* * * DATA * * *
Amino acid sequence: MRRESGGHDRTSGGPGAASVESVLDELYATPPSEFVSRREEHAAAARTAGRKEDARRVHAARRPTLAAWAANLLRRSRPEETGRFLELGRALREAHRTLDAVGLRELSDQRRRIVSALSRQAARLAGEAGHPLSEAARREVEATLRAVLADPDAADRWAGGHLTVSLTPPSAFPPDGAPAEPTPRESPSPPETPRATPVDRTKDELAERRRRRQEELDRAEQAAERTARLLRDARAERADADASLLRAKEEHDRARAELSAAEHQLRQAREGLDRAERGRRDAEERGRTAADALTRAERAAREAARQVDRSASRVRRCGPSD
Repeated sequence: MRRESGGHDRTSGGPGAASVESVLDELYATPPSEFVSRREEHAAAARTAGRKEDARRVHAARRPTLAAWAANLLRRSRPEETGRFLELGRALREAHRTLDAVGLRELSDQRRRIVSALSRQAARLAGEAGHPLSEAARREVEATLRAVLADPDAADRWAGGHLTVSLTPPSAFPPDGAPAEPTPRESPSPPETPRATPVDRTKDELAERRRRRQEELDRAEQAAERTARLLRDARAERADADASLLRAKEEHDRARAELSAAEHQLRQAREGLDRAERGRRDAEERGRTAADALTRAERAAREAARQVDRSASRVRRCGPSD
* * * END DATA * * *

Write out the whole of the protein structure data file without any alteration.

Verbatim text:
Amino acid sequence: MRRESGGHDRTSGGPGAASVESVLDELYATPPSEFVSRREEHAAAARTAGRKEDARRVHAARRPTLAAWAANLLRRSRPEETGRFLELGRALREAHRTLDAVGLRELSDQRRRIVSALSRQAARLAGEAGHPLSEAARREVEATLRAVLADPDAADRWAGGHLTVSLTPPSAFPPDGAPAEPTPRESPSPPETPRATPVDRTKDELAERRRRRQEELDRAEQAAERTARLLRDARAERADADASLLRAKEEHDRARAELSAAEHQLRQAREGLDRAERGRRDAEERGRTAADALTRAERAAREAARQVDRSASRVRRCGPSD
Repeated sequence: MRRESGGHDRTSGGPGAASVESVLDELYATPPSEFVSRREEHAAAARTAGRKEDARRVHAARRPTLAAWAANLLRRSRPEETGRFLELGRALREAHRTLDAVGLRELSDQRRRIVSALSRQAARLAGEAGHPLSEAARREVEATLRAVLADPDAADRWAGGHLTVSLTPPSAFPPDGAPAEPTPRESPSPPETPRATPVDRTKDELAERRRRRQEELDRAEQAAERTARLLRDARAERADADASLLRAKEEHDRARAELSAAEHQLRQAREGLDRAERGRRDAEERGRTAADALTRAERAAREAARQVDRSASRVRRCGPSD